THE Directorate of Geological Survey of Namibia yesterday issued the first report for the 'uranium rush' in Erongo (known as the 'uranium province').
The report, officially known as annual Strategic Environmental Management Plan (SEMP), aims to provide strategic directions to the uranium industry, government and other stakeholders in the central Namib in addressing the cumulative impacts of existing and potential developments.
In order to establish a guideline, several 'environmental quality objectives' were identified to measure the extent to which the uranium rush was moving the region towards or away from a desired future state: that the development and utilisation of uranium resources would contribute significantly to sustainable development for Erongo and Namibia as a whole. These quality objectives include development, employment, infrastructure, water, health, effects on tourism, education, governance and land use.
The various objectives were individually measured in context of how stakeholders have managed them to ultimately meet the desired result.
Only three objectives enjoyed 100% commitment. These were development, employment and health - meaning that the stakeholders, especially the companies, did all they can to contribute to development on the mines and the affected communities; and also played a major role in employing Namibians and ensuring health services were available for them.
The report indicated though that infrastructure development and management are a concern. For examples, the road between Swakopmund and Walvis Bay (behind the dune belt), which carries much of the traffic between the mines and the Walvis Bay harbour, has not been tarred. There is also concern that the average waiting time for a ship to berth at Walvis Bay harbour is more than 12 hours, which is too long.
Other concerns involved waste sites not being audited, while hazardous waste sites do not accept the waste classes for which they were licensed. There is also no water and air quality monitoring at waste sites.
Underperforming objectives had to do with air quality and radiation, tourism, ecological integrity and education. According to the report, stakeholders need to do more to develop these issues towards the desired result.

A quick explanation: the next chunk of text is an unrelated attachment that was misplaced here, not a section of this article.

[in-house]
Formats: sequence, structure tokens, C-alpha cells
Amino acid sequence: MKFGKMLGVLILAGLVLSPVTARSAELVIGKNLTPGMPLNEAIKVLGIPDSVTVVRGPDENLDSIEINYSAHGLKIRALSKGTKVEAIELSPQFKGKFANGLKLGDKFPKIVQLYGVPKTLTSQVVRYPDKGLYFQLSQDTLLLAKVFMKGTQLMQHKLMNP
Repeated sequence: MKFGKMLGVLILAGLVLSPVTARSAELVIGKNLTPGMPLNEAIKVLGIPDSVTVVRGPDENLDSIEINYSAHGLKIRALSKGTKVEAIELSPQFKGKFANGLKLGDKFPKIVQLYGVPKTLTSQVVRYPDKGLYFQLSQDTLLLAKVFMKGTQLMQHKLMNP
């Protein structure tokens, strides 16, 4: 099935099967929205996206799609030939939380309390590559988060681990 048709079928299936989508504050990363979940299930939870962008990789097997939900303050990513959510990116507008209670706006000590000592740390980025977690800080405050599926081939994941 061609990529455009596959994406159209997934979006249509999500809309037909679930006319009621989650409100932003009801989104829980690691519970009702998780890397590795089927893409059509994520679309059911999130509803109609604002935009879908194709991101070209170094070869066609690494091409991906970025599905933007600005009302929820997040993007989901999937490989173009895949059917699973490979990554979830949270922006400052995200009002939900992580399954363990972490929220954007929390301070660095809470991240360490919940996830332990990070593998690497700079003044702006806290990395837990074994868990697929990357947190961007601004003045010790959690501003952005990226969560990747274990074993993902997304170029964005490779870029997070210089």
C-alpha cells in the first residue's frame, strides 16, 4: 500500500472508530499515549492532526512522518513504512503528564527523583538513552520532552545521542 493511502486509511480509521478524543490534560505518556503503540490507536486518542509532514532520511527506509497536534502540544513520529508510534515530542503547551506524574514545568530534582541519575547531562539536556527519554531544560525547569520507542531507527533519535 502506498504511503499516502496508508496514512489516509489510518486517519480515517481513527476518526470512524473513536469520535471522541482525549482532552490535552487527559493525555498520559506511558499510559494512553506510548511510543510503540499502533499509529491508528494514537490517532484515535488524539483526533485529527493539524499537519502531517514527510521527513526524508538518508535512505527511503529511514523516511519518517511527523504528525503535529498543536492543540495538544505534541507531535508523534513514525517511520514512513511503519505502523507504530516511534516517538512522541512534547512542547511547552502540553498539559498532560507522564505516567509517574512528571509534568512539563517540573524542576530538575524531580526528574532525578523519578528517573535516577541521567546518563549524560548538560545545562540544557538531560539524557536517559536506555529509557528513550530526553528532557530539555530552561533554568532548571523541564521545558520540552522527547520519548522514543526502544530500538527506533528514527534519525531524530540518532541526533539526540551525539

"Following publication of this report it is expected that all stakeholders will take note of the results and attempt to address any shortcomings that were identified within their respective areas of influence. The aim of the SEMP is to safeguard the Erongo region while getting the most out of our natural resources, which can only be achieved by making every effort towards continued improvement," it was stated in the report.
The report comes during a lull in the industry. Currently Rio Tinto's Rössing and Langer Heinrich uranium mines are the only mines in operation. Construction of Swakop Uranium's Husab mine is expected to start soon, while Areva's Trekkopje mine will be mothballed in June due to a low uranium price (currently at about US$44 per pound).
The low price and demand have also resulted in Rössing last week announcing that in order to cut costs it will have to let 276 workers go by next month. The Bannerman, Marenica, Reptile and Valencia uranium projects have been postponed for the same reason.
The creation of the SEMP was a result of the sudden scramble for uranium prospecting rights in the central Namib since 2006, which became known as the 'uranium rush'.
Over the past 30 years uranium prospecting in Namibia was relatively low key but that changed from 2006 when it was estimated that the supplies of both primary and secondary uranium would not meet projected nuclear reactor requirements in the short to medium term. This led to concerns about the security of uranium supplied, which in turn saw uranium prices rising.
This triggered renewed interest in uranium exploration with a scramble for prospecting rights in the central Namib resulting in the Ministry of Mines and Energy placing a moratorium on issuing further uranium prospecting licences. The moratorium was to ensure that the authorities and other stakeholders could consider how to best manage this 'uranium rush'. The moratorium however did no prevent the ministry from upgrading an existing prospecting licence to a mining licence, and so did not significantly slow down the rush to develop new mines. A Strategic Environmental Assessment (SEA) was thus expected to provide direction for all stakeholders.
This SEA identified the need to continuously monitor a broad set of guidelines within the SEMP to guide how sustainability principles could be mainstreamed throughout the life cycle of activities and projects.